Friday, February 15, 2002

The End of the Countdown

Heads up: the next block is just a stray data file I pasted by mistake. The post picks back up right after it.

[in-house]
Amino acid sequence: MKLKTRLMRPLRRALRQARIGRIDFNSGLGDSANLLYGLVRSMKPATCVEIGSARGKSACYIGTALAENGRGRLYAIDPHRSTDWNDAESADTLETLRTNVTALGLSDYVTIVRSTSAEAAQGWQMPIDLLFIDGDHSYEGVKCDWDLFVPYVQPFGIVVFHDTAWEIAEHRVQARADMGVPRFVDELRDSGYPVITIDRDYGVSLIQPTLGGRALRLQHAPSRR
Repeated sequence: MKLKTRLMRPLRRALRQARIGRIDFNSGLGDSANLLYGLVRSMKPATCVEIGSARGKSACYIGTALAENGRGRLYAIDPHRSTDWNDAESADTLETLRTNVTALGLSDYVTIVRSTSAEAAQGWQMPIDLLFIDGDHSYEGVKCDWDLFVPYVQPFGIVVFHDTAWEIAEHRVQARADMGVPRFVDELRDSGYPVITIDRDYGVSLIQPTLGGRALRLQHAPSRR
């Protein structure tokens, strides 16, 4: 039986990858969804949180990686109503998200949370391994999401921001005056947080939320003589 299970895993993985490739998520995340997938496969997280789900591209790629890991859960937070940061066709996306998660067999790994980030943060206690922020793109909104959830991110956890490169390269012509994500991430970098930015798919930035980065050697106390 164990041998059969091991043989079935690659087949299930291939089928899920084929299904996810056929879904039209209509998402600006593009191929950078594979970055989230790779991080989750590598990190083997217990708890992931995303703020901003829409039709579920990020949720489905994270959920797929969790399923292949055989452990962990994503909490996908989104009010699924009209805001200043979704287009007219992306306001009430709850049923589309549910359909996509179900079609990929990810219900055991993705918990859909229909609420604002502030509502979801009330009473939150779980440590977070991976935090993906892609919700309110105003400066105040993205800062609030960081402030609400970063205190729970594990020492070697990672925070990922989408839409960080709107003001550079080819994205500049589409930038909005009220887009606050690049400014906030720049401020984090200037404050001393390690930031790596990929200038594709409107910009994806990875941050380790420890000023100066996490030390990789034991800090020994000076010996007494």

Chapter Twenty-Two The End of the Countdown February 15, 2002 From the time we had decided on the apartment to the time we were to move seemed like an eternity. This was especially true at three in the morning, when our neighbor child woke the dead screaming at the top of her lungs. We started counting days, hours, and minutes until the day arrived and this was finally the day. I had to teach in the morning, and I must have been overexcited last night and had difficulty sleeping. My butt was dragging going to meet my class, but as soon as I found my way into the hallway of the building, I became energized and then jazzed about being there. Getting home seemed like a longer than usual ordeal. This was not due to the anticipation of moving, but to the lack of trams. It seemed like every tram that passed me by was every number except my #49. They usually run every eight minutes, but I waited for close to twenty before one appeared. When I reached home, I was ready to roll. Somehow, mental plans are never telepathically transmitted in their entirety to the intended person, regardless of the number of years you have spent together. I thought I had shared with Ron that although Fernando had promised to help us on Saturday, he also had many other plans and I did not want to have to depend on him. As it turned out, Fernando had conjunctivitis earlier in the week, then the flu on top of it. I had in the back of my mind that if he had been better by the end of the week, I did not want to bother him with helping us move. Fernando is a great guy and comes through in a pinch, but his latest hobby happens to be trying to find the love of his life. No one is worth a used tissue during the infatuation stage of a relationship and Fernando is no exception. Unfortunately, he is so desperate for love that he falls to any man who will look at him twice and then falls to the depths of depression when it does not last more than two dates. His reasoning is beyond our comprehension. He is very good looking, intelligent, well employed with IBM, owns his own flat, is trilingual (speaks three languages, get your mind out of the trash), and has a charming personality. His self-esteem runs on empty. With all of these factors, it was a wise plan to move by taxi, a concept that Ron never fully comprehended. We had the four suitcases packed plus large heavy duty bags that the postal service delivered packages in. Every box was recycled into service. We had only been in the first apartment for two months and already we were ready for a U-Haul truck to move us. Thank the heavens that we did not need to move furniture. With the first load ready to go, I went down the ground floor and took the elevator to our first floor. There is no elevator call button on our floor. We loaded three of the suitcases and me onto the elevator and Ron went to call the taxi asking for what he thought was a large car. By the time he reached the ground floor, the taxi was waiting for us and we made the first trip to the new apartment. It was a regular sedan that would only accommodate one of our large suitcases and one of the carry-on pieces in the trunk. As we drove off, the driver pulled next to a station wagon and said “cumbi”, so we would know what to ask for next time. The cost was 650 forints with a tip. Timi, the daughter of the owner of the apartment met us at the door and gave us two sets of keys. We had her sign a Hungarian version of our lease, as we would need it for getting the cell phones after we get our tax certificate. She still had not purchased the extra pillows we had agreed on and said she was going to go directly to Ikea when she left and bring them back. We assured her it would be okay to bring them back with her spare key, as we would need to make another trip back to the old place. She slyly told us there was a problem with the television. It seems that had not paid the cable bill for some time, since no one was living here and it was disconnected. The cable company was scheduled to be here on Monday and she could not get back to Budapest, so she hoped one of us could. She assured us she would pay the reconnection fee. No television meant no Winter Olympics. It did mean some peace and quiet though and a lot more time to read. That was not a bad trade-off. As soon as she was gone, we unpacked and put away all of the contents of the four suitcases. With luggage empty, we took the two carry-ons and headed for the tram to make another haul. The tram was beyond crowded and it would have been almost impossible for us to get on empty handed, let alone with the luggage, so we walked most of the way back. Normally, this would not be a bad walk, but after lack of sleep, getting up at 6:15 am, one trip of moving, unpacking, and carting a piece of luggage, it was not my idea of a pleasure trip. The second load, we filled the two pieces with more stuff. The coffee pot filled half of one suitcase. The heavy-duty bags were filled with things, as were boxes that did not fit in the suitcase. We filled the elevator after I ran down to the first floor and rode it back up to the first. We filled the small cavity excuse of an elevator and I took the trip down to the ground floor. The capacity of the elevator is four people. They would have to be four anorexics that were intimately acquainted and all made a mutual agreement to lift their arms in the air and hold their breath to fit in at the same time. One would then have to hit the needed floor button with their tongue, since there would not be the wiggle room to maneuver an arm and hand to that position. Again, the taxi was waiting for us as we approached the front door. They are so fast, you would think that they had been stalking drug dealing waiting for the drop to zoom in and make an arrest. We were nowhere close to that dramatic with our pitiful belongings and we did not get the station wagon either. It must be something in Ron’s Hungarian accent or they had bigger movers to transport. The driver thought he was looking for a ‘Tom’. He settled for a ‘Ron’ when no Tom appeared within the mandatory ten-second wait time. We had involuntarily become part of the Hungarian taxi team of the Winter Olympics. This taxi got us to the new apartment minutes faster and cheaper than the first running us 600 forints with the tip. The same scenario played itself out. We lugged the stuff into the new apartment’s elevator having to do this in two trips. With stuff sitting in the hallway as unpacking central, we carted the goods to their new points of display or storage. Like happy little worker bees, we were arranging the hive, preparing it for the Queens to move in. Ta, da, ta, da! Hive, Sweet Hive! One more trip to the old apartment should clean it out sufficiently. There were still two boxes of towels, books, my computer, printer, and other small miscellaneous items. With the suitcases in hand, we learned from the last trip not to try the tram, so we took the subway. As the last of the items were being packed to transfer, I had a sentimental moment about all that we had experienced in this apartment in the course of two months. We moved in, bought some household items like a coffee pot, changed our thinking about being in Budapest temporarily to more permanent, entertained guests for a weekend and guests for coffee on a dozen occasions, found jobs, fretted over diplomas, cursed the neighbors, and wormed our way into the hearts of the women at the little corner store to the point where they will transform their faces from the usual frown to a half smile when they see us coming. Aside from our parties, we had more social events in this apartment in two months, than we did in Modesto in nine years. We used each opportunity to pack up the apartment as an excuse to watch some of the Olympics. The cable is not hooked up at the new apartment and we are suffering from sports withdrawal. Did you ever think you would have seen those words come from under my typing fingers? The sad part was that on the third trip, the cable company was installing new cable in the building and there was no television at all. We were left wanting. Just like the movie ‘Groundhog Day’, the whole thing went as it had the first two trips. The third driver won the Olympic gold by getting us here for 540 forints with tip. The total cost of moving was $6.39 and we did not have to steal time from our friends. By 3:00 pm, everything was unpacked and put away, the suitcases were in the pantry, and we were in relax and enjoy mode. We could not help but look around and feel like we had hit the lottery and then wondered what we were going to do with all of this room. We need intercoms to communicate with each other when we are in different rooms. There are dozens of empty bookshelves screaming, “Fill me” and the sounds are deafening. Be patient my pretties, your time will come. After a day filled with activity, Ron was not dissuaded to walk to the old neighborhood to see if they advertised Masked parade for Lent, was going to happen this night. According to the paper, they had two different dates one of which was tonight and the other a week from now. We went down to the street that was to host it, but the traffic was flowing without incident and there were no signs of anyone looking out of the ordinary. One hotel we passed on the way, looked decked out for a big ball, but there were no signs of attendees at this point. After hanging out for a short while without any signs of the streets changing from normal to festive, we decided to go to dinner at the Amstel Restaurant, a bit of Holland in Budapest. The Amstel is advertised as a gay restaurant, but the food is good and the prices are reasonable, so therefore it is popular amongst the non-gay crowd too. It is almost necessary to have a reservation in Budapest restaurants from Wednesday to Sunday, so we were lucky to find one small table available. We had a relaxing dinner and realized that we had not cleaned out the refrigerator of food. This was not a big deal, but there was a fresh carton of milk and our tubes of spices that we would want. We stopped there on the way home and filled a shopping bag. One of the most ingenious things that I really like here is that you can buy garlic paste in tubes for about seventy-five cents. It tastes just as good as fresh garlic when used in cooking and it would probably make great garlic bread, though we have not tried that yet. The other tube features are hot chili paste, which we do use a great deal, ketchup, mustard, and pizza sauce. Ron found caviar and sardine paste, but they stayed right there on the shelf. All of what was in our freezer was coffee, Starbucks and Hawaiian blends, but they are our coffee of choice at home, so they are getting depleted too. The eggs were trashed. They sell them unrefrigerated in the store and they were in our cold storage for two weeks. Why kill ourselves for five eggs? Did I mention in the past that the eggs come in cartons of 10 and not a dozen? They are all brown eggs too, not white. While on the Internet, I checked Global Currency. They finally credited our $300.00. YOU’VE GOT MONEY!! Tomorrow is a shopping day for sure.